Wednesday, November 04, 2009

Politics as unusual?

There's been a lot of commentary in the media over this off-year election cycle, referring to the results as a "Referendum on Obama." Republican candidates captured the governor's office in purple Virginia and solidly-blue New Jersey, and GOP commentators are spinning this as the nation turning its wholesale back on Obama and the Democrats.

Or not. It's possible, just possible, the Republican gubernatorial candidates were the better candidates in these elections. In Virginia, the popular McDonnell led Deeds pretty much wire-to-wire and was expected to win, whereas in New Jersey, incumbent Corzine had become a symbol of Wall Street excess and stayed in the race even after Obama and other party officials tried to talk him out of it. So, in essence, we have two Republican victories that have been pretty much anticipated for months.

I find it curious, however, that GOP spinners aren't mentioning results from New York's 23rd Congressional District. What? You haven't heard of it? That's the district where national GOP blowhards like Sarah Palin, Fred Thompson and Rush Limbaugh attacked the official GOP nominee Dierdre Scozzafava for not being right wing enough, eventually driving her out of the race (!) in favor of third-party wingnut Doug Hoffman. This falls in line with the talking points coming out of last fall's Democratic landslide, in which unrepentant right-wingers insisted the reason Democratic moderate and liberal candidates won was because Republican candidates weren't right-wing enough. In the following year, we've seen the Republicans tack a hard right, purging their ranks of moderates, most notably seen in the defection of Pennsylvania Senator Arlen Specter to the Democrats.

So the national GOP talking heads drove the moderate Scozzafava from the race, paving the way for "ideologically pure" Hoffman to roll to victory in a Republican stronghold has elected a Republican congressman in every election for the past 100-plus years.

Except that Democratic candidate Bill Owens, a retired Air Force captain, won NY 23 despite Republicans outnumbering registered Democrats in the district by a 45,000 vote margin. And overlooked in all the hoopla surrounding the GOP victories in Virginia and New Jersey, this congressional victory actually increases the Democratic Party's margin in the House of Representatives. Ouch. How's the Pyrrhic victory feeling now, Hoffman?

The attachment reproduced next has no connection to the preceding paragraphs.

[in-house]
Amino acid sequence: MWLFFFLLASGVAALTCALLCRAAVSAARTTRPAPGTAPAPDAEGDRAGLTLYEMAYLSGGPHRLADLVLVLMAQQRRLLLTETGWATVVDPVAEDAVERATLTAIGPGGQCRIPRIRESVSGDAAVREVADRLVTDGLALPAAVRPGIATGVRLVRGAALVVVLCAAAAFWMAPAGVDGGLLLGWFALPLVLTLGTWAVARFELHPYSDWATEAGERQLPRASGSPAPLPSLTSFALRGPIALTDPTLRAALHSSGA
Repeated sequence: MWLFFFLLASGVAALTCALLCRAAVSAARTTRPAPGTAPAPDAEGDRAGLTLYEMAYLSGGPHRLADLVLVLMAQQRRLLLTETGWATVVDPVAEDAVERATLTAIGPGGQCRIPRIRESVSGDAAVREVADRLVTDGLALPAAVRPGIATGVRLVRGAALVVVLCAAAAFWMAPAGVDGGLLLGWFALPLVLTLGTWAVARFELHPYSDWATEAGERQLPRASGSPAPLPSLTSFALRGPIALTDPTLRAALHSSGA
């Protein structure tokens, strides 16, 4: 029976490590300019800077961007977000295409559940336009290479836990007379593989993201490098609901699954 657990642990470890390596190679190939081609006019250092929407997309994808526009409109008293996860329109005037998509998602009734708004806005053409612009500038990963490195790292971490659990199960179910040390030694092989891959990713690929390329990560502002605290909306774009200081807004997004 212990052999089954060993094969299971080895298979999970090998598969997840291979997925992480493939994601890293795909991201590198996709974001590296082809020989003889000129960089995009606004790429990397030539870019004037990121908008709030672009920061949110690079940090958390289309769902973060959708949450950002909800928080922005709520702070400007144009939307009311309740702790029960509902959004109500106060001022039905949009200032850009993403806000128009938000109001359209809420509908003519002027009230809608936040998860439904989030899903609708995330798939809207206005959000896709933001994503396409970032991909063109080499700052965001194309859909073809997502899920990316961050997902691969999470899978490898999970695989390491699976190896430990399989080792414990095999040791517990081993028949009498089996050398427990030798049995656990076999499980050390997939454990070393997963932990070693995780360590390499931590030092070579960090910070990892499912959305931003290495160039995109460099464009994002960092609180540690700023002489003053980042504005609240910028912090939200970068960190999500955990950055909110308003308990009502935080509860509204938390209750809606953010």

The long and short of it is, I don't think any national trend can be determined by these off-year elections. The country's uncertain, but the universal groundswell the Tea Party crowd would like us to believe is sweeping over the country simply isn't there. If unemployment is hovering around 10 percent this time next year, then yeah, the Democrats and Obama are going to be in trouble. But with signs of economic recovery coming with more regularity (Ford made a profit?) I would expect jobless rates to show at least moderate improvement by mid-2010. And if health care legislation is passed--in whatever form--charges of the Democrats presiding over a do-nothing congress will be blunted. I still expect Democrats to lose seats in the House and Senate come 2010, simply because that's what happens in mid-term elections with a new president, but I anticipate that it'll be more in line with historical norms as opposed to the Gingrich revolution 15 years ago.

Guess we'll find out how much of a guru I am 12 months from now...

Now Playing: Blue Öyster Cult Workshop of the Telescopes


  1. Not to mention that an openly gay woman received the most votes in the Houston mayoral election. I never dreamed that would happen in this century.

  2. As opposed to former mayor Kathy Whitmire being a closeted gay woman?